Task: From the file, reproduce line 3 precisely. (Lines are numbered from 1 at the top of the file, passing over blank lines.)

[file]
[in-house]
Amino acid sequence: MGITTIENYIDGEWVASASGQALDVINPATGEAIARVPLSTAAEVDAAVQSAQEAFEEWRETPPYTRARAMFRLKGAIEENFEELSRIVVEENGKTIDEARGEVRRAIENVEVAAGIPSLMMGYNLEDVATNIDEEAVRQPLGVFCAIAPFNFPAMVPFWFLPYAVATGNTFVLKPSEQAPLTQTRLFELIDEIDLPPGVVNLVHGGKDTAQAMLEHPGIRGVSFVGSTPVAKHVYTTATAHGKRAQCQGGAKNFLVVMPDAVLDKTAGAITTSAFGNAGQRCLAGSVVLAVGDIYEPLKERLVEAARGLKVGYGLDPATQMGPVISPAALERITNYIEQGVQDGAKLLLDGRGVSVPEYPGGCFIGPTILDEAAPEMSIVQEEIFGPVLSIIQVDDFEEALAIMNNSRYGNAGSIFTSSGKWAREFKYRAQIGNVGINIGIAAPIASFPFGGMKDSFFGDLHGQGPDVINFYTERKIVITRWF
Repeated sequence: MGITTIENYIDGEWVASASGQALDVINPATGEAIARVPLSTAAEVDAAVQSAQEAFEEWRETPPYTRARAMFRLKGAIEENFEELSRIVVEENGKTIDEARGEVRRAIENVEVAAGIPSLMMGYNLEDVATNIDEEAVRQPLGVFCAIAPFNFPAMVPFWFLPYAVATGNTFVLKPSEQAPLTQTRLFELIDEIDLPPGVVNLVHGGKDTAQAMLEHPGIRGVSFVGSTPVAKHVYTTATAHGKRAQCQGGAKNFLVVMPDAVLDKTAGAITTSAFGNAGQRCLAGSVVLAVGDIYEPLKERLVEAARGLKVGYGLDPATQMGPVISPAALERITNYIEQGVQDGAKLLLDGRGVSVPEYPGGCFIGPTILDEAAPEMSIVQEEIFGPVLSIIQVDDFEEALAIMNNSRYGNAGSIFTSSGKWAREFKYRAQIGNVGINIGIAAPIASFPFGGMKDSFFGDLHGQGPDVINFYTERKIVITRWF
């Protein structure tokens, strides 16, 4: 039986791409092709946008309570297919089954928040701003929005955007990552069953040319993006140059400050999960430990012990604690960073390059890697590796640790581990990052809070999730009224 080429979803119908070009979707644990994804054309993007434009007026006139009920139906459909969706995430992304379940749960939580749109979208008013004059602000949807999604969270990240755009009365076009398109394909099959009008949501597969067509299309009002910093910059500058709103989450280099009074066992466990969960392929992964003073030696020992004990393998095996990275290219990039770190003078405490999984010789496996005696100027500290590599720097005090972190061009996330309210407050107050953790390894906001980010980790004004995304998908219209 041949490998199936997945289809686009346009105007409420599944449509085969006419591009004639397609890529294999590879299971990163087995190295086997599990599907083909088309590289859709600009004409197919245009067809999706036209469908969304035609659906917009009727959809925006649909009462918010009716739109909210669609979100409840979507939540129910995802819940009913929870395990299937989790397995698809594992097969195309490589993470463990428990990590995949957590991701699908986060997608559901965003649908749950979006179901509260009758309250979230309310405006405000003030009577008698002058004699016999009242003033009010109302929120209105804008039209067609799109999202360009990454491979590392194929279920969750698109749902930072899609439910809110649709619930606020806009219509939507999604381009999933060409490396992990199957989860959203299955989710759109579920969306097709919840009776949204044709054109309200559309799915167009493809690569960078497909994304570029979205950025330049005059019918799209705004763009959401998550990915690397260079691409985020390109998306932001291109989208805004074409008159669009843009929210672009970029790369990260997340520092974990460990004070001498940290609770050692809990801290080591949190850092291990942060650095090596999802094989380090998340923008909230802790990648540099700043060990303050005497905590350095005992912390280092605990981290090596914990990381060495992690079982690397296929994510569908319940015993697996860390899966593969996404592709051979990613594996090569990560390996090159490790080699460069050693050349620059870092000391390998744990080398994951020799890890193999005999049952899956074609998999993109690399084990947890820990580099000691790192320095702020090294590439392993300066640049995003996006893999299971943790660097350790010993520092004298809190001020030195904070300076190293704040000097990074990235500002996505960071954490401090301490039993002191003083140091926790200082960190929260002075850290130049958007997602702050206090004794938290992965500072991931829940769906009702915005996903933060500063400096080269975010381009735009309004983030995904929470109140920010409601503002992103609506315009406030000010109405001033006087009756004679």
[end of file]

Repeated sequence: MGITTIENYIDGEWVASASGQALDVINPATGEAIARVPLSTAAEVDAAVQSAQEAFEEWRETPPYTRARAMFRLKGAIEENFEELSRIVVEENGKTIDEARGEVRRAIENVEVAAGIPSLMMGYNLEDVATNIDEEAVRQPLGVFCAIAPFNFPAMVPFWFLPYAVATGNTFVLKPSEQAPLTQTRLFELIDEIDLPPGVVNLVHGGKDTAQAMLEHPGIRGVSFVGSTPVAKHVYTTATAHGKRAQCQGGAKNFLVVMPDAVLDKTAGAITTSAFGNAGQRCLAGSVVLAVGDIYEPLKERLVEAARGLKVGYGLDPATQMGPVISPAALERITNYIEQGVQDGAKLLLDGRGVSVPEYPGGCFIGPTILDEAAPEMSIVQEEIFGPVLSIIQVDDFEEALAIMNNSRYGNAGSIFTSSGKWAREFKYRAQIGNVGINIGIAAPIASFPFGGMKDSFFGDLHGQGPDVINFYTERKIVITRWF